Dosage and Administration

Ceftriaxone for Injection, USP may be administered intravenously or intramuscularly after constitution.

Dosage and route of administration should be determined by the severity of infection, susceptibility of the causative organisms, and condition of the patient. The intravenous route is preferable for patients with septicemia or other severe or life-threatening infections.

Adults

Type of Infection  Route  Dose  Frequency  Total Daily Dose 
 Moderate and severe
infection  
 i.v. or   1 or 2 g q  q24h   1 or 2 g 
 i.m.   0.5 or 1 g q  q24h   1 or 2 g 
There is limited experience with daily dose of 3 - 4 g administered as a single dose or two equally divided doses. The total daily dose should not exceed 4 g.  
Uncomplicated gonorrhea i.m.  250 mg Single dose  – 

Infants and Children (One Month to 12 Years of Age)

Type of Infection  Route  Dose  Frequency  Total Daily Dose 
Serious miscellaneous infections i.v. or i.m. 2 25 or 37.5 mg/kg  q12h  50 or 75 mg/kg 
The total daily dose should not exceed 2 g. If body weight is 50 kg or more, the adult dose should be used.
Meningitis i.v. or i.m.  50 mg/kg*  q12h 100 mg/kg 
* With or without a loading dose of 75 mg/kg.
The total daily dose should not exceed 4 g.

With the exception of gonorrhea, which is treated with a single dose, the administration of Ceftriaxone for Injection should be continued for a minimum of 48 to 72 hours after the patient defervesces or after evidence of bacterial eradication has been obtained, usually 4 to 14 days. In bone and joint infections, the average duration of treatment during clinical trials was 6 weeks, with a range of 1 to 13 weeks, depending on the severity of the infection.

When treating infections caused by beta hemolytic streptococcus, it is recommended that therapy be continued for at least 10 days. The average duration of therapy for infections associated with beta hemolytic streptococcus during clinical trials was 2 weeks, with a range of 1 to 5 weeks, depending on the site and severity of the infection.

Prophylaxis (Vaginal or Abdominal Hysterectomy, Coronary Artery Bypass Surgery, Biliary Tract Surgery)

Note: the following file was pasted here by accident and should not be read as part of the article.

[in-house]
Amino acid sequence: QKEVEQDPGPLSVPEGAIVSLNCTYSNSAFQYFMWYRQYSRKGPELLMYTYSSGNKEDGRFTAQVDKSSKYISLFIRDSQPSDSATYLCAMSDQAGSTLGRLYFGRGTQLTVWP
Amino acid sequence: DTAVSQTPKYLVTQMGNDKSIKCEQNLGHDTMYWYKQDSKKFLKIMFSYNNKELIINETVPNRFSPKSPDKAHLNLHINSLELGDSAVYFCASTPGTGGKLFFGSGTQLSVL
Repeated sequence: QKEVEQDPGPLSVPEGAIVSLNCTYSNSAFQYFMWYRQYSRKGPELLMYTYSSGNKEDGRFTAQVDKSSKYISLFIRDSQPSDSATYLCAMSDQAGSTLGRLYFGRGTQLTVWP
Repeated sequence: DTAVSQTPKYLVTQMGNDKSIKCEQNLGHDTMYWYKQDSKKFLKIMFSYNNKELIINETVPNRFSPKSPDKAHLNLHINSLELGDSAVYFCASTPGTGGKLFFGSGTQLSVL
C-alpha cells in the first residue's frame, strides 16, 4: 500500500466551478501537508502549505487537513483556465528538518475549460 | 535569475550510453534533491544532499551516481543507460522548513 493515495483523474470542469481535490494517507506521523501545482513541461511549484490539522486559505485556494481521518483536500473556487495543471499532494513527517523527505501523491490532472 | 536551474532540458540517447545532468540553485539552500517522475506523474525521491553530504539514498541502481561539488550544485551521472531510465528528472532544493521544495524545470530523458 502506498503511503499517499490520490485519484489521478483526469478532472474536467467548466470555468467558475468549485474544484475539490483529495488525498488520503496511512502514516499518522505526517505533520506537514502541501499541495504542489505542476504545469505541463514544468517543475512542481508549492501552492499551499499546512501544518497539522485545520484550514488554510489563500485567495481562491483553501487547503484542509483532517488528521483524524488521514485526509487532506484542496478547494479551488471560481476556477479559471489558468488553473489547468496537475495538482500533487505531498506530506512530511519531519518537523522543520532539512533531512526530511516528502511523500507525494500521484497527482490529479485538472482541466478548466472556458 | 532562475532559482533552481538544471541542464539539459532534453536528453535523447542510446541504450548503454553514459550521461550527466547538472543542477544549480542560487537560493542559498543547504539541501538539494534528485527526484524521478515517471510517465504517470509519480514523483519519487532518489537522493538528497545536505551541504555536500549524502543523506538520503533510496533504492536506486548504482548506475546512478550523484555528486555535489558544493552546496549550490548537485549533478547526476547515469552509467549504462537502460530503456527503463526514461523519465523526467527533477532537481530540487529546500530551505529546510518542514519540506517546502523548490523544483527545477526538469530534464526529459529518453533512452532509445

For preoperative use as prophylaxis before vaginal or abdominal hysterectomy, coronary artery bypass surgery, or biliary tract surgery in patients at risk of infection, a single dose of 1 g administered 30 minutes to 2 hours before surgery is recommended.

Impairment of Renal and/or Hepatic Function

In patients with mild to moderate renal impairment, changes in the dosage regimen are not required, provided liver function is not impaired. In cases of preterminal renal failure (creatinine clearance less than 10 mL/min), periodic monitoring of serum ceftriaxone concentrations is recommended. The daily dosage should be limited to 2 g or less. In patients with liver damage, there is no need for the dosage to be reduced provided renal function is not impaired. In cases of coexistent renal and clinically significant hepatic insufficiency, close monitoring of serum ceftriaxone concentrations, at regular intervals, is recommended. If there is evidence of accumulation, dosage should be decreased accordingly.

Administration

Intramuscular

The constituted solution of Ceftriaxone for Injection should be administered by deep intragluteal injection. It is recommended that not more than 1 g be injected at a single site. Pain on intramuscular injection is usually mild and less frequent when Ceftriaxone for Injection is administered in sterile 1% Lidocaine solution.